While this is the case for any place you visit, in Egypt it is particularly important. The best thing you can do is research what is appropriate beforehand, and do your best to follow these norms.

Obviously Egypt is a Muslim country, and with that women are expected to dress conservatively. Local women will wear a hijab (head covering which hides the neck and head), and long robes.

While you will see foreign women in all sorts of outfits, the respectful visitors will keep covered. This means cover your shoulders, your arm to your elbow, and your legs to the knee on a typical day.

After a week, I started to relax this dress code as the other women in my group did, but I think it’s better to cover up and do your best to not offend. For the men, really anything goes, but I’d say avoid tank tops. Dressing conservatively is one of the easiest ways to show you respect the culture, and can help avoid unwanted attention.

6.) As a woman, expect some struggles

kom ombo, nile cruise, tips in egypt

I don’t want to say that as a woman visiting Egypt you should expect to be treated differently, but you will be.

It’s nothing personal against you, and I’m not saying it’s wrong or right, but it is a deep rooted societal norm. It is reality. In blunt terms, I would say you should almost expect sexism and verbal harassment. I know these are harsh words, but hear me out:

To start, when I was walking around with my husband, very few people would address me directly. I’d say 90% of the time the locals would talk to my husband on behalf of me. The most annoying part was this sense of feeling like a second-class citizen.

Before our tour began, I noticed that at local restaurants when I tried to order food for myself, they server would ignore me, and bring me a duplicate of my husband’s order. I thought this was a language barrier issue, until it happened multiple times. Finally we figured out my husband is supposed to be ordering my food FOR me, and then they got it right.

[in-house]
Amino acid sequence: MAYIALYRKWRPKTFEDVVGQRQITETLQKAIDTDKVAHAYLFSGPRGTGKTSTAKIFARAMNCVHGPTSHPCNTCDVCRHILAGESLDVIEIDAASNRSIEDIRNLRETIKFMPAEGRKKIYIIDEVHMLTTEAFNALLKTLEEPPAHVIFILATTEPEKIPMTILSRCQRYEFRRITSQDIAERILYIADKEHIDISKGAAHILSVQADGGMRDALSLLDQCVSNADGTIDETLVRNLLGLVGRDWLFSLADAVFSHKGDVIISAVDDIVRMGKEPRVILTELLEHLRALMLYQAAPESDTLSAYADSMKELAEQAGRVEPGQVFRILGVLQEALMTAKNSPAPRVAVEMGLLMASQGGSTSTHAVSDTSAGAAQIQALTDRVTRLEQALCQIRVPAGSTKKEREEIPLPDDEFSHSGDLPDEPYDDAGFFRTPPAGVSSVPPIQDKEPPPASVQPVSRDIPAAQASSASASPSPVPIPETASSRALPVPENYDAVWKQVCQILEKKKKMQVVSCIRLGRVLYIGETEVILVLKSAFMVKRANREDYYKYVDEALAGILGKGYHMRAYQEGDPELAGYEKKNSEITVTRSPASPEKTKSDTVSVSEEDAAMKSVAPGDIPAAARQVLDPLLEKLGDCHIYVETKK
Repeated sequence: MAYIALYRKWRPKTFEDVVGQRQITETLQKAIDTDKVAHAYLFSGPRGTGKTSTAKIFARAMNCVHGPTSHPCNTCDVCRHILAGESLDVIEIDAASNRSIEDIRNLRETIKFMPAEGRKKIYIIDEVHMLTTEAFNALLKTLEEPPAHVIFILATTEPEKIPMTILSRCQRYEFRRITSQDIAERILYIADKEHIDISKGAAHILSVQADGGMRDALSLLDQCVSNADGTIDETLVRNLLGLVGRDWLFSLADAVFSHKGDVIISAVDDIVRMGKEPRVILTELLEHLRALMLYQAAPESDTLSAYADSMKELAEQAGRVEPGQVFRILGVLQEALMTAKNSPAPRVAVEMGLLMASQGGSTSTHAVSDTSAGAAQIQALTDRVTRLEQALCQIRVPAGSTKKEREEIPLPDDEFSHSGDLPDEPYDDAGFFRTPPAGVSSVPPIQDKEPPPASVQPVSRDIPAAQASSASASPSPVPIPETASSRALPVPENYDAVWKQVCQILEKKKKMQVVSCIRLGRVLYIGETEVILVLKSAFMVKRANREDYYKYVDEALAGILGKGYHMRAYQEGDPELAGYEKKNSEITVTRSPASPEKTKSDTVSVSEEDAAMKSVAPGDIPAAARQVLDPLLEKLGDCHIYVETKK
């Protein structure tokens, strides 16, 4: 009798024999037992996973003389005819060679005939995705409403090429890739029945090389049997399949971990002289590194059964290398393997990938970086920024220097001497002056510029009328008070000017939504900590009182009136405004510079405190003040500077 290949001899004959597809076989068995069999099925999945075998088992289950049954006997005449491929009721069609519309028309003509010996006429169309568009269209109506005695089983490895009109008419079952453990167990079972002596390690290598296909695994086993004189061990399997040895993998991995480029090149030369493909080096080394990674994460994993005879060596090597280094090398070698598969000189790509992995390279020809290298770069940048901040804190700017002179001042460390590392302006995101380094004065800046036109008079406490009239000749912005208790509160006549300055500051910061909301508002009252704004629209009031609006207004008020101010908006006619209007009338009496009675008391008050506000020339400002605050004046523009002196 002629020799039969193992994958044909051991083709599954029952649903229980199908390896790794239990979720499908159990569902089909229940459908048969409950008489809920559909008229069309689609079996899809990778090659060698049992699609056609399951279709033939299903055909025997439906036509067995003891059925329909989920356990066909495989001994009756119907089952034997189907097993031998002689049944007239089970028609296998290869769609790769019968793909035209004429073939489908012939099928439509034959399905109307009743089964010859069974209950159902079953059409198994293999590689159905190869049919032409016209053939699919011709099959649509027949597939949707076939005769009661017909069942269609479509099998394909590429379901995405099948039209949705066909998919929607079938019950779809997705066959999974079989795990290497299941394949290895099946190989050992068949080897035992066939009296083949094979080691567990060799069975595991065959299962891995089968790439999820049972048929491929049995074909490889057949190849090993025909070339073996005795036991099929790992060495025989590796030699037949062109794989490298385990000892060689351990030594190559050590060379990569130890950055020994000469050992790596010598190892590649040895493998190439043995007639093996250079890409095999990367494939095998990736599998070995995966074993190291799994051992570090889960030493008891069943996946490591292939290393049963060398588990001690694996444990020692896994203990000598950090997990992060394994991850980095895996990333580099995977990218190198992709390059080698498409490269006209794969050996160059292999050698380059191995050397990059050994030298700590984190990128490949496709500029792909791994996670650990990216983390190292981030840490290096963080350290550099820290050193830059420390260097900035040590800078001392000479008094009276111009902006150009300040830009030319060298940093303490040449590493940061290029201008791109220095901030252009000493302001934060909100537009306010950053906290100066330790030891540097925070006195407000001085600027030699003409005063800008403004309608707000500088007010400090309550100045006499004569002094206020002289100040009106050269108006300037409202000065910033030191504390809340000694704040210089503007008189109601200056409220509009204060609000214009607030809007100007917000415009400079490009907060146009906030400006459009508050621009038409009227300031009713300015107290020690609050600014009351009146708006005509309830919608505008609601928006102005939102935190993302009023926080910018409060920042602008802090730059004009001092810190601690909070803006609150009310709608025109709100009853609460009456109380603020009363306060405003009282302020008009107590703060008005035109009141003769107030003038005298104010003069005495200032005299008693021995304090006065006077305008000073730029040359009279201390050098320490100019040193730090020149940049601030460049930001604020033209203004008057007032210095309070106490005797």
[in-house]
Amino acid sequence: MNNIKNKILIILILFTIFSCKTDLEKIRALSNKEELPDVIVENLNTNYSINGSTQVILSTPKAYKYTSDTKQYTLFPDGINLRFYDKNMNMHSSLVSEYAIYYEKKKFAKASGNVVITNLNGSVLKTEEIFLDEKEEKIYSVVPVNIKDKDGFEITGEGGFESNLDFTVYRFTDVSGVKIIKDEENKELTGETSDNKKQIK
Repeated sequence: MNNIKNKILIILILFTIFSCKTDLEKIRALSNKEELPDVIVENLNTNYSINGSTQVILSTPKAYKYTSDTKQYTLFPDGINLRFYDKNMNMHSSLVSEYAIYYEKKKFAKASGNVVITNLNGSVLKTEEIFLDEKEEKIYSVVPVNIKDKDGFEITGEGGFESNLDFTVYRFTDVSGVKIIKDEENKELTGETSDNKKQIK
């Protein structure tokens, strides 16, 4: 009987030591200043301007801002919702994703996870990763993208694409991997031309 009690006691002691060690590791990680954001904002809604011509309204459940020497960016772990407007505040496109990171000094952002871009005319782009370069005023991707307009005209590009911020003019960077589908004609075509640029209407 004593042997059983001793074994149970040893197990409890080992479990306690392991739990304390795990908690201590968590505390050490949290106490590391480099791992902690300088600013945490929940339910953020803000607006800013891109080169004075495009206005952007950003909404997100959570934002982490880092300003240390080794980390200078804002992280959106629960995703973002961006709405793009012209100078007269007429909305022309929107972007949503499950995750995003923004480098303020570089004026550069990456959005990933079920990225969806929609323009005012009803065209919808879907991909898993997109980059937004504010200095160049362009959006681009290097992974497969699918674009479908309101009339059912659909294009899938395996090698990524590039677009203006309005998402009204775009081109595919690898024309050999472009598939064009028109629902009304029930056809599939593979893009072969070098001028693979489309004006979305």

Having my husband with me did not exempt me from verbal harassment, and even some minor physical harassment. I read that 98% of female foreign visitors to Egypt experience some type of harassment from local men. As bad as it is to say- just expect it.

Another thing is that lots of locals will want to take selfies with you. Unless its little kids asking though, it’s a bad idea to oblige. One man tried to take a selfie with me, then he lowered the phone and did a nice ass grab- so there was that. 😔 I was SO mad! I tried to follow local dress customs, but it didn’t matter.

Even covering up like I did, I still experienced harassment and groping. It’s nothing too terrible, but certainly frustrating and in some cases maddening.

7.) Don’t have high hopes for food in tourist areas

Egyptian cuisine is flavorful and filled with great options. While on a tour or guided excursion though, don’t have high expectations.

Most tourist places serve a set menu or buffet which typically consists of chicken, rice, and vegetables. Most of this is bland and standard fare. If you want “real food” you’ll have to set out on your own.

Also, as a tourist, do NOT drink the tap water in Egypt. Seek out bottled water or filtered water, which will be easy to come by.

8.) Get ready to barter

Any market you go to will not have fixed prices, so come prepared to barter. Especially in the big markets in Cairo, the starting prices can be ridiculous.

Be assertive, talk your way down, and don’t be afraid to walk away if the prices are still too high. Don’t feel bad for going “low” either- they wouldn’t sell it to you if they were losing money.

9.) Prepare to sweat like never before

I can’t speak for the other seasons, but visiting Egypt in the summer will allow you to feel a heat you’ve never known before. We were there in mid June, and some days the temps would reach around 113°F (45°C). One day, my rubber shoe soles literally melted while I was walking!

Staying hydrated is essential, and bringing some Advil is a good idea for headaches you will likely get. Do your best to stay in the shade. Take things slow, wear sunscreen, and you will survive!

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Advice for travel to Egypt!